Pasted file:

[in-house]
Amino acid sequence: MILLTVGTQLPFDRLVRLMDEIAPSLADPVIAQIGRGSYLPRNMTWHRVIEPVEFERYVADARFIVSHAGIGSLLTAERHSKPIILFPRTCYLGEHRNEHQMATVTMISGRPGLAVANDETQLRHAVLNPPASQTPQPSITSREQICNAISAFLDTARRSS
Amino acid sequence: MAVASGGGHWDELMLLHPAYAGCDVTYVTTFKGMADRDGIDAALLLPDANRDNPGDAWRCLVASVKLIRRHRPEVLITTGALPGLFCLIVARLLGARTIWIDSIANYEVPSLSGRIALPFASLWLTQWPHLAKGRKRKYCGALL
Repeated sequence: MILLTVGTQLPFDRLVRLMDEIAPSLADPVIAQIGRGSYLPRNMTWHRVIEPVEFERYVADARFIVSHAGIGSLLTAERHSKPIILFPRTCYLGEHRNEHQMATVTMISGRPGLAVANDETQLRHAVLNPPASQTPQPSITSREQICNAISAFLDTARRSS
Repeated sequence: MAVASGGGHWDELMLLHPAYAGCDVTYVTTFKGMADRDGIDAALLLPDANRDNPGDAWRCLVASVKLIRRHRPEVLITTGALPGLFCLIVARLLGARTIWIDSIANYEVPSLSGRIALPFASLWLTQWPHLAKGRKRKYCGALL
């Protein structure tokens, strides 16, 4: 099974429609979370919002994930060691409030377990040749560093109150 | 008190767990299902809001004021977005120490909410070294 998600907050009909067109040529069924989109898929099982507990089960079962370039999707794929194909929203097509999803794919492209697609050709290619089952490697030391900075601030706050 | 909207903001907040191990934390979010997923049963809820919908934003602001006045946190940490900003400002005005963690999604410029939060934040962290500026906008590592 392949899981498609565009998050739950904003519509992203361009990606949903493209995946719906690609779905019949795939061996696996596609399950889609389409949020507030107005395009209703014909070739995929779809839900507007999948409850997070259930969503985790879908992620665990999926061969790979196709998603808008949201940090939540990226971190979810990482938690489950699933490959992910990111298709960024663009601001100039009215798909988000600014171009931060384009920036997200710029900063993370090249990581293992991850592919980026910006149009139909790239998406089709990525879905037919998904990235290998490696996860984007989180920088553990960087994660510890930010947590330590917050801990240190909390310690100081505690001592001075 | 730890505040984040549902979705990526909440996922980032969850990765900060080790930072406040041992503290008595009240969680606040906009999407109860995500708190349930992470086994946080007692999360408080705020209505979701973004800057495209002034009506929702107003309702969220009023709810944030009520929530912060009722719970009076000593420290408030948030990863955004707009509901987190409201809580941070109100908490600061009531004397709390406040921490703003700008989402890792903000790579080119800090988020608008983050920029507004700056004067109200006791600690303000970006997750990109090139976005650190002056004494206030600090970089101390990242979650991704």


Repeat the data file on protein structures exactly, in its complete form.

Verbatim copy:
[in-house]
Amino acid sequence: MILLTVGTQLPFDRLVRLMDEIAPSLADPVIAQIGRGSYLPRNMTWHRVIEPVEFERYVADARFIVSHAGIGSLLTAERHSKPIILFPRTCYLGEHRNEHQMATVTMISGRPGLAVANDETQLRHAVLNPPASQTPQPSITSREQICNAISAFLDTARRSS
Amino acid sequence: MAVASGGGHWDELMLLHPAYAGCDVTYVTTFKGMADRDGIDAALLLPDANRDNPGDAWRCLVASVKLIRRHRPEVLITTGALPGLFCLIVARLLGARTIWIDSIANYEVPSLSGRIALPFASLWLTQWPHLAKGRKRKYCGALL
Repeated sequence: MILLTVGTQLPFDRLVRLMDEIAPSLADPVIAQIGRGSYLPRNMTWHRVIEPVEFERYVADARFIVSHAGIGSLLTAERHSKPIILFPRTCYLGEHRNEHQMATVTMISGRPGLAVANDETQLRHAVLNPPASQTPQPSITSREQICNAISAFLDTARRSS
Repeated sequence: MAVASGGGHWDELMLLHPAYAGCDVTYVTTFKGMADRDGIDAALLLPDANRDNPGDAWRCLVASVKLIRRHRPEVLITTGALPGLFCLIVARLLGARTIWIDSIANYEVPSLSGRIALPFASLWLTQWPHLAKGRKRKYCGALL
């Protein structure tokens, strides 16, 4: 099974429609979370919002994930060691409030377990040749560093109150 | 008190767990299902809001004021977005120490909410070294 998600907050009909067109040529069924989109898929099982507990089960079962370039999707794929194909929203097509999803794919492209697609050709290619089952490697030391900075601030706050 | 909207903001907040191990934390979010997923049963809820919908934003602001006045946190940490900003400002005005963690999604410029939060934040962290500026906008590592 392949899981498609565009998050739950904003519509992203361009990606949903493209995946719906690609779905019949795939061996696996596609399950889609389409949020507030107005395009209703014909070739995929779809839900507007999948409850997070259930969503985790879908992620665990999926061969790979196709998603808008949201940090939540990226971190979810990482938690489950699933490959992910990111298709960024663009601001100039009215798909988000600014171009931060384009920036997200710029900063993370090249990581293992991850592919980026910006149009139909790239998406089709990525879905037919998904990235290998490696996860984007989180920088553990960087994660510890930010947590330590917050801990240190909390310690100081505690001592001075 | 730890505040984040549902979705990526909440996922980032969850990765900060080790930072406040041992503290008595009240969680606040906009999407109860995500708190349930992470086994946080007692999360408080705020209505979701973004800057495209002034009506929702107003309702969220009023709810944030009520929530912060009722719970009076000593420290408030948030990863955004707009509901987190409201809580941070109100908490600061009531004397709390406040921490703003700008989402890792903000790579080119800090988020608008983050920029507004700056004067109200006791600690303000970006997750990109090139976005650190002056004494206030600090970089101390990242979650991704």